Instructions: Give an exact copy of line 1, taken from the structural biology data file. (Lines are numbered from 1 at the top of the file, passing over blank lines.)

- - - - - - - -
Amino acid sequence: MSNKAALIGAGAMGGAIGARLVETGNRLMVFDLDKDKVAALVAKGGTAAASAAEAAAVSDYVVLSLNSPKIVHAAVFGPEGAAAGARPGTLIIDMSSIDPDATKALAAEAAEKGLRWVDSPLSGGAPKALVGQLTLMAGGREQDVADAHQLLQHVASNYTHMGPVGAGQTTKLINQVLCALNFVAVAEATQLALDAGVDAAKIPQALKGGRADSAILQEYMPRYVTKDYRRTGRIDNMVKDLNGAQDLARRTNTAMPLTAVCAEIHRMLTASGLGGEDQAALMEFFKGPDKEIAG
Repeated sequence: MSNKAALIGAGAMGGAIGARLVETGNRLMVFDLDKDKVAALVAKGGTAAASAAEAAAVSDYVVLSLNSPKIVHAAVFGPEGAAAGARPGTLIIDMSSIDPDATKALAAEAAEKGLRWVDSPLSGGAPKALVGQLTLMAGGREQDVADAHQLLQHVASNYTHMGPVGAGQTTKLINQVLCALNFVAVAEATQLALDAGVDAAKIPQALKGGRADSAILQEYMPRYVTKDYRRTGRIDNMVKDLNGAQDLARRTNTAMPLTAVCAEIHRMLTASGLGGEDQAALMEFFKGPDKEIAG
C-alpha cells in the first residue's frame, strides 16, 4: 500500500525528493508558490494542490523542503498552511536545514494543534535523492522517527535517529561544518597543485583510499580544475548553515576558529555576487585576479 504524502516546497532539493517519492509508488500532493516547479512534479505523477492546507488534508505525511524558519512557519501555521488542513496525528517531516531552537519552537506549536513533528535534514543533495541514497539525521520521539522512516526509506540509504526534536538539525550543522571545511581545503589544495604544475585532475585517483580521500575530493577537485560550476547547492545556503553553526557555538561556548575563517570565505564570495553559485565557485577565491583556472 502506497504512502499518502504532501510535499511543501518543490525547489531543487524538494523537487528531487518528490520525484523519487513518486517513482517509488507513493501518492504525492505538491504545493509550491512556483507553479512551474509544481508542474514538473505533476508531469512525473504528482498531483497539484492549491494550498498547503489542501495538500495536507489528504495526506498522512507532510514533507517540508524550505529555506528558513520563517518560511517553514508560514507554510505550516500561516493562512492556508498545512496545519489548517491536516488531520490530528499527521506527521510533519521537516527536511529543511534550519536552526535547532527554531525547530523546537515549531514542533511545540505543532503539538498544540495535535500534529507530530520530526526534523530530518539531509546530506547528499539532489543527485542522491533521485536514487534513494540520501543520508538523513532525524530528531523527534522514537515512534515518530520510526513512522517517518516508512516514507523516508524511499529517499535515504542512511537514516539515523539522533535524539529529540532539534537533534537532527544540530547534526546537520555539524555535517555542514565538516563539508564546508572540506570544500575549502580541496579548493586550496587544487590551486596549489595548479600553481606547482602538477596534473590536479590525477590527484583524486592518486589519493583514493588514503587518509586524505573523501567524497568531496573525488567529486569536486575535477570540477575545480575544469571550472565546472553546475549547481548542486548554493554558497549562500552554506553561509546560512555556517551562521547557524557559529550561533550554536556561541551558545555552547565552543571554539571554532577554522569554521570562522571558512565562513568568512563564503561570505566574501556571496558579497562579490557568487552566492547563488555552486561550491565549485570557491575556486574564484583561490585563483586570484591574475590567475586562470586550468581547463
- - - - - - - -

Amino acid sequence: MSNKAALIGAGAMGGAIGARLVETGNRLMVFDLDKDKVAALVAKGGTAAASAAEAAAVSDYVVLSLNSPKIVHAAVFGPEGAAAGARPGTLIIDMSSIDPDATKALAAEAAEKGLRWVDSPLSGGAPKALVGQLTLMAGGREQDVADAHQLLQHVASNYTHMGPVGAGQTTKLINQVLCALNFVAVAEATQLALDAGVDAAKIPQALKGGRADSAILQEYMPRYVTKDYRRTGRIDNMVKDLNGAQDLARRTNTAMPLTAVCAEIHRMLTASGLGGEDQAALMEFFKGPDKEIAG